(v) Holding the right to exercise, or actually exercising, significant influence or control over the activities of a trust or firm which is not a legal entity, but would itself satisfy any of the first four conditions if it were an individual You should consider whether there is a trust or firm which would have met any of the first four conditions if it were an individual. Where this is the case, you should deliver information on the trustees to Companies House and showing whichever of the first four conditions apply. You then need to consider whether anyone has significant influence or control over the activities of that trust or firm

According to the condition (iv) PCS should have the right to exercise or actually exercises significant influence or control.

To find out a person who is actually exercising significant influence or control it is necessary to take into account all relationships of a person with SLP or other persons participating in management of SLP:

  1. A person would exercise “significant influence or control” if he/she is involved in the management and direction of the eligible Scottish partnership. For example, a person, who is not a member of a management body, but regularly or consistently directs or influences a significant section of management, or is regularly consulted on management decisions and whose views influence decisions made by those involved in management.
  2. A person would exercise “significant influence or control” if his/ her recommendations are always or almost always followed by partners who hold the majority of the voting rights in the eligible Scottish partnership, when they are deciding how to vote. For example, an eligible Scottish partnership’s founding partner who no longer has a formal interest in the eligible Scottish partnership they started, but makes recommendations to partners on how to vote and those recommendations are always or almost always followed.

In reality not only general partner but also person authorized by Power of Attorney (POA) may exercise management of the SLP. Such an attorney according to the scope of awarded powers, can be recognized as PSC by condition (iv).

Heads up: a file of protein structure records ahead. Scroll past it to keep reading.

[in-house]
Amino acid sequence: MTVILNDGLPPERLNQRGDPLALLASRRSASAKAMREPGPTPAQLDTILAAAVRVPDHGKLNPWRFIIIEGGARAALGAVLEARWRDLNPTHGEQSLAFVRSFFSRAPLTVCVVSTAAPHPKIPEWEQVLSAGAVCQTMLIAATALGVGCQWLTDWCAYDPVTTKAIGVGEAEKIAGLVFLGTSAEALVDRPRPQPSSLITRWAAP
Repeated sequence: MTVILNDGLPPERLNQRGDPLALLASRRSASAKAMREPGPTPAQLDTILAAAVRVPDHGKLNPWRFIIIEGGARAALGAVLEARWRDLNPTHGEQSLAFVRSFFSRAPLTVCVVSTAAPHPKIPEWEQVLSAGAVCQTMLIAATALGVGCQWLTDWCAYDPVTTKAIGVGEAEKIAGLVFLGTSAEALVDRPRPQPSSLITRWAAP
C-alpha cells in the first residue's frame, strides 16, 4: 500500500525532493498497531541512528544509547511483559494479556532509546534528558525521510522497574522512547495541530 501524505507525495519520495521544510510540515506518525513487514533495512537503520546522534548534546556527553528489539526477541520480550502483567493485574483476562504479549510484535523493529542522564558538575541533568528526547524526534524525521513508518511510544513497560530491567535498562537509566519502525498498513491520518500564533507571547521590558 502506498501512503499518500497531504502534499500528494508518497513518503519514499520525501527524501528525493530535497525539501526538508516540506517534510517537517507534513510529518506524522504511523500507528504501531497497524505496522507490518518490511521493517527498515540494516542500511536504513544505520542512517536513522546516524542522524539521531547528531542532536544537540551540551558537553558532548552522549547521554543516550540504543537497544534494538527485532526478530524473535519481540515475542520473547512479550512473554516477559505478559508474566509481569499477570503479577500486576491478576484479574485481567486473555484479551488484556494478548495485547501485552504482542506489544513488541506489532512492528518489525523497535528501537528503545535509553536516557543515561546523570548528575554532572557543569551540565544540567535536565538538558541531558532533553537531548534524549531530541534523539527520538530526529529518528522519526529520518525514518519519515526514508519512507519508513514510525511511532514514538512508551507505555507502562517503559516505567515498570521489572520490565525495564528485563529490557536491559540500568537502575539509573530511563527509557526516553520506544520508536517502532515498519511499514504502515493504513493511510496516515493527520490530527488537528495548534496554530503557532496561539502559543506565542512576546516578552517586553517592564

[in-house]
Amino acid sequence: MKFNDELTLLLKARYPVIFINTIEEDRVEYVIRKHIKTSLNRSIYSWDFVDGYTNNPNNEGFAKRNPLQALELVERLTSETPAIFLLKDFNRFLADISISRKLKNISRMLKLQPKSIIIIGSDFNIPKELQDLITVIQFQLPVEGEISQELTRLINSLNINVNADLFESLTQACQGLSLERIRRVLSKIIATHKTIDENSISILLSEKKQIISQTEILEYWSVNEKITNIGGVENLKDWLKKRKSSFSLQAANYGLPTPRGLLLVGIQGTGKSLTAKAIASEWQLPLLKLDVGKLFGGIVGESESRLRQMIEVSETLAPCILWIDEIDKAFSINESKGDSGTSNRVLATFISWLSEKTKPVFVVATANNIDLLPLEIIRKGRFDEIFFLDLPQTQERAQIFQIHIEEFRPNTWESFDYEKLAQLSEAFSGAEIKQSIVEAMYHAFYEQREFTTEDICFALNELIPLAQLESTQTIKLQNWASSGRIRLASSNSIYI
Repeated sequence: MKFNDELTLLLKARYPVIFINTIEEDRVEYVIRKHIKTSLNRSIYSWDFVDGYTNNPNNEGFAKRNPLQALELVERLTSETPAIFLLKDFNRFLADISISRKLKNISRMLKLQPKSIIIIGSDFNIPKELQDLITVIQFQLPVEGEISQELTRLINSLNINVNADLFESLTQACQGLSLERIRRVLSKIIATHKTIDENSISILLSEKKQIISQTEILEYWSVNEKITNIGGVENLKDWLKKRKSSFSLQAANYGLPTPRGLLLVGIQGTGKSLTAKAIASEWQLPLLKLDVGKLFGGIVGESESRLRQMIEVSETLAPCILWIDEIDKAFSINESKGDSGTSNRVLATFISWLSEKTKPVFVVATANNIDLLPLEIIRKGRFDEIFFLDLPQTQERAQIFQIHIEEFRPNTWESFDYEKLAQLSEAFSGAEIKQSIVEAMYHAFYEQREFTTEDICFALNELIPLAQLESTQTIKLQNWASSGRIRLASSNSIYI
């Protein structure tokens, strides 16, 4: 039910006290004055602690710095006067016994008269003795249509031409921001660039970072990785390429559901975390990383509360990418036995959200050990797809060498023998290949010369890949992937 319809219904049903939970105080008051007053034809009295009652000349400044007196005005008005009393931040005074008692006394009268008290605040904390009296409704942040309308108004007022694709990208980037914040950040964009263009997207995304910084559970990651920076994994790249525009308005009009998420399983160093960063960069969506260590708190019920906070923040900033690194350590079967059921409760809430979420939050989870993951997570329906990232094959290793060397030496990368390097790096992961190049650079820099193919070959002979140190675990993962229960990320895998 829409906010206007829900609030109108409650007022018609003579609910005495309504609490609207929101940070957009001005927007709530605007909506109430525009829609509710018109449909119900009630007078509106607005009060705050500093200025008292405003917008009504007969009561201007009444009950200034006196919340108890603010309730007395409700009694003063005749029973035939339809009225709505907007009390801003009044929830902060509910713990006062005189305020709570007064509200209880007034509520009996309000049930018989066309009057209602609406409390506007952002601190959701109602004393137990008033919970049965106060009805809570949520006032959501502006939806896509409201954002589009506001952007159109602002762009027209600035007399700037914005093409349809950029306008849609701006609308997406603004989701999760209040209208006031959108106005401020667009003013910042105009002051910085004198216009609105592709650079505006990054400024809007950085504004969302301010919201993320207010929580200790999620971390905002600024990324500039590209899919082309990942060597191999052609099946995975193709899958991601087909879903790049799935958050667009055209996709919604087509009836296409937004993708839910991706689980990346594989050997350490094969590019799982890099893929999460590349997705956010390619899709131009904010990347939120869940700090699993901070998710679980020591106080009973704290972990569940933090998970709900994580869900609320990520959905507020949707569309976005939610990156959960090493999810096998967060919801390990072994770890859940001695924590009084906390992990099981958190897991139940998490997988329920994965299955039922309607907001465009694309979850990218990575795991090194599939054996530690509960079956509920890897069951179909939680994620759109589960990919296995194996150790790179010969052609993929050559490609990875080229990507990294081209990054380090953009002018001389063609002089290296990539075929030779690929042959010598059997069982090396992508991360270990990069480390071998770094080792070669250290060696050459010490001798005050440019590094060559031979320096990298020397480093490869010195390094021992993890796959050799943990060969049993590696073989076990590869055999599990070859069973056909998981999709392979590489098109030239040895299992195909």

A person with significant control under condition (iv) is also a person who is the beneficial owner of the SLP on the grounds of the Declaration of Trust.

For instance, SLP has nominee partners (offshore companies) on whose behalf a Declaration of Trust was issued in favor of the beneficial owner. In accordance with this declaration partners act as nominee holders of the partnership interest and undertake to follow the instructions of the beneficiary.

The following is a non-exhaustive list of roles and relationships which would not, on their own, result in that person being considered to be exercising significant influence or control for the purposes of the fourth condition:

  • Where the person provides advice or direction in a professional capacity, for example, as a lawyer; an accountant; a management consultant; an investment manager; a tax advisor; or a financial advisor;
  • Where the person deals with the SLP under a third party commercial or financial agreement, for example, as: a supplier; a customer; or a lender;
  • Where the person exercises a function under an enactment, for example: a regulator; a liquidator or receiver;
  • Where the person is an employee acting in the course of their employment and nominee for their employer, including an employee, director or CEO of a third party (such as a corporate member company), which has significant influence or control over the SLP;
  • A person who makes recommendations to partners on an issue, or set of issues, on a one off occasion, which is subject to a vote of the partners.

Thus, SLPs must take the following steps:

  1. From 26 of June 2017 Scottish Partnerships shall identify their people with significant control. This procedure involves sending to a person presumed to be PSC a notification and receiving confirmation from such person.
  2. From 24 of July 2017 all SLPs will need to file a confirmation statement within 14 days. If they fail to do so, these partnerships will face daily fines of up to £500.
  3. Then confirmation statement must be made annually at least once a year within 14 days of the end of the review period. It’s a criminal offence of the SLP and its officers not to file your confirmation statement within 14 days of the end of the review period.
  4. You must make a confirmation statement even if there haven’t been any changes during the review period.
  5. For SLPs registered before 26 June 2017 the review period is the period of 12 months beginning with 24 July 2017. Subsequent review periods will be a period of 12 months beginning the day after the end of the previous review period. For SLPs registered on or after 26 June 2017 the review period covered by an SLP’s first confirmation statement begins on the date of registration and ends 12 months later.
  6. An SLP can make a confirmation statement at any time during the review period. The period covered by a specific confirmation statement is known as the confirmation period which can be shorter than the review period, but it cannot exceed the review period. It cannot be longer than 12 months. If an SLP makes a confirmation statement early, its next review period will start the day after the date of that confirmation statement.
  7. The fee for filing the SLP confirmation statement form is £17. If you file more than one confirmation statement in a 12 month period, you’ll only need to pay the fee once.


Tags: beneficial owners, offshores, Scotland, UK